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Daybreak Embrace And The Music Business

Let me tell you a truth.

Once upon a time, back in the Record Label controlled music business no one would have heard any music from Daybreak Embrace is outside of their South Florida scene. Back then, bands would release independent EP’s and singles in the hope to generate a big enough buzz at their live shows that they would get signed. Then once they got signed there was no guarantee that the band would still get a chance to release music on that label.

So a band like Daybreak Embrace could be at it for a long time before the world could get a chance to hear their music. However that is not the case in 2014. And I for one, am glad about that.

I really enjoyed Daybreak Embrace’s 2010 EP “Tomorrow Awaits”. From that EP “Thirty–Six” is a dead set classic and “Sanctuary” is not that far behind. This is where people should start.

So I was curious as to what new music they had released since then.

I go to Spotify, type in their name and I see that they have new music. The “Mercury” EP was released in 2013. Damn, how did I miss that. The Modern Rock scene in the U.S is a very crowded marketplace. You have bands like Shinedown, Three Days Grace, Three Doors Down, Alter Bridge, Lifehouse and many more. So if a band is to rise above the saturated marketplace, then they need to be great.

Producer and songwriter, “Paul Trust” has played a big part in recording the band at a high level. Sometimes all bands need these kind of experienced people. Daybreak Embrace by the way is James Wamsley (vocals), Giann Rubio (drums), Dan Cartagena (lead guitar), Keneth Figueroa (guitar) and Dani Costa (bass).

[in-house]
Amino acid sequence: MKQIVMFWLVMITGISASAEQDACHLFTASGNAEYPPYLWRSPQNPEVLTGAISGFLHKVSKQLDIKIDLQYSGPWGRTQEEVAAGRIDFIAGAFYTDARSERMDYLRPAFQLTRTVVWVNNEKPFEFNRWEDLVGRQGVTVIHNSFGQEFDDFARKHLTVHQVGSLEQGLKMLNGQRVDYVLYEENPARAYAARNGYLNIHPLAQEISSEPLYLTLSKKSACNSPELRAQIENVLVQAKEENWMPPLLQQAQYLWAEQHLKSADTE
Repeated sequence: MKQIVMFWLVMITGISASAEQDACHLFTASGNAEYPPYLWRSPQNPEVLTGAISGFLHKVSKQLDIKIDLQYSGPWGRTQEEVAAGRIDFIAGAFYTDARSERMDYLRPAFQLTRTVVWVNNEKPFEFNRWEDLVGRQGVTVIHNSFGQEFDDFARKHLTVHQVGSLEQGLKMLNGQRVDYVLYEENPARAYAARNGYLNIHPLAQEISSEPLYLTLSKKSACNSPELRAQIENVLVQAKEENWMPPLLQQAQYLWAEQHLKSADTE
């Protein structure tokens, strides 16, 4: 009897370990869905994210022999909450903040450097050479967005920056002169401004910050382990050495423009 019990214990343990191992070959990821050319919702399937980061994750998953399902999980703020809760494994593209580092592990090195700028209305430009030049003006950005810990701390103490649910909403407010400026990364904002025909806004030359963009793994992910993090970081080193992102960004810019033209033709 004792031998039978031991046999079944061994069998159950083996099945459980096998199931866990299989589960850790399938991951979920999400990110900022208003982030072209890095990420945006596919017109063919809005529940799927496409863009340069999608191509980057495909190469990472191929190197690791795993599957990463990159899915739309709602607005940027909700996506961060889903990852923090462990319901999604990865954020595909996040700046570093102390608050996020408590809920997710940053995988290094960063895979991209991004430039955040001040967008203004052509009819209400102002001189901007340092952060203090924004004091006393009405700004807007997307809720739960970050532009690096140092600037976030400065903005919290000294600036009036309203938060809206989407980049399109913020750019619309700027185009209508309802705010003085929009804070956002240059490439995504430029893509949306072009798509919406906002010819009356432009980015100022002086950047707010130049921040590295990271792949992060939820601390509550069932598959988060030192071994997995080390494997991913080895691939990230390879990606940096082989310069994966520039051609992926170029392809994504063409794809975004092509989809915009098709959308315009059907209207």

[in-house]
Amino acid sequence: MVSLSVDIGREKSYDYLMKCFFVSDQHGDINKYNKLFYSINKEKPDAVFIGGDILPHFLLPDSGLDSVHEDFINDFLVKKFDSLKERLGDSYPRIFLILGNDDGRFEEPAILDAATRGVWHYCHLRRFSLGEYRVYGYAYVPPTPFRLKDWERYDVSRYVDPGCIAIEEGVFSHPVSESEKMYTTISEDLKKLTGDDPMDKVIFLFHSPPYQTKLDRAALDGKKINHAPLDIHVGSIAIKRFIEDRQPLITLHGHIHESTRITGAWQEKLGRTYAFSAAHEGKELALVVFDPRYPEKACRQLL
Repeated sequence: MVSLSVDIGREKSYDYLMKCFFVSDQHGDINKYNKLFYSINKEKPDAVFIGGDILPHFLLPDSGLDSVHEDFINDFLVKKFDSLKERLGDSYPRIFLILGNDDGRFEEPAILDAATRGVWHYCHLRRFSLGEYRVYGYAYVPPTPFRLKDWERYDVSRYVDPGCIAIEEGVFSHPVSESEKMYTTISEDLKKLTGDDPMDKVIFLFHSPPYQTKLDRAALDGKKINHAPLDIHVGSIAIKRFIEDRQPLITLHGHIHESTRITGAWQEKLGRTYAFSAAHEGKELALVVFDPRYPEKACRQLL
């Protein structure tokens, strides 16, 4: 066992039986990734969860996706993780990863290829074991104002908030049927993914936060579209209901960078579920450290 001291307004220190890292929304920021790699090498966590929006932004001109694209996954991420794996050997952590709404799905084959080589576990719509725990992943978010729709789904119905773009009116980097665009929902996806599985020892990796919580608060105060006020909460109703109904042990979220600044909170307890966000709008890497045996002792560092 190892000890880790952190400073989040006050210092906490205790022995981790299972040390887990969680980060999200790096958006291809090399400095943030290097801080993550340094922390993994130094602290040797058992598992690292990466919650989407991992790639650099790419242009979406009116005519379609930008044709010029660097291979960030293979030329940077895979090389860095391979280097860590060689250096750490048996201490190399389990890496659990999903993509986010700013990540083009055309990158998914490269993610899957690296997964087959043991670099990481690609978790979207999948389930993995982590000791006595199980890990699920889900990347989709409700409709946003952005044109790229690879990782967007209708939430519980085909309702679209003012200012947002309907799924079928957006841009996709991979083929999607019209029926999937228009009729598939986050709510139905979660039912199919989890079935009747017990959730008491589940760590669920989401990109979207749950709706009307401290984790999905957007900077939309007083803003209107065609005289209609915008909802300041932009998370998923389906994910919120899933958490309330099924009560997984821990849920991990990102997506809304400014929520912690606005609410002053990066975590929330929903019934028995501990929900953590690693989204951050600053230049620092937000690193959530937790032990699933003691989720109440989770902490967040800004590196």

Yep, I know they are not rock star names like Slash, Nikki Sixx, Jay Jay French or Ace Frehley. But that doesn’t mean they don’t rock.

With all the beautiful things that the Internet has brought us, one thing hasn’t changed.

It is still difficult for a band to get attention and the odds of success are still very low.

However good bands always came from left field and from a place completely unexpected. They are around for years before they are fully embraced. Like all technological startups there are early adopters before critical mass.

For any band, first comes the music and then comes the fan base.

For managers and record labels, they don’t care what the music sounds like. They only care that it has an audience.

And that is the hardest part for any band. Proving that it has an audience so that they can gain entrance into a bigger league. And that doesn’t happen overnight or within a year or within five years. Remember that every overnight sensation is years in the making.

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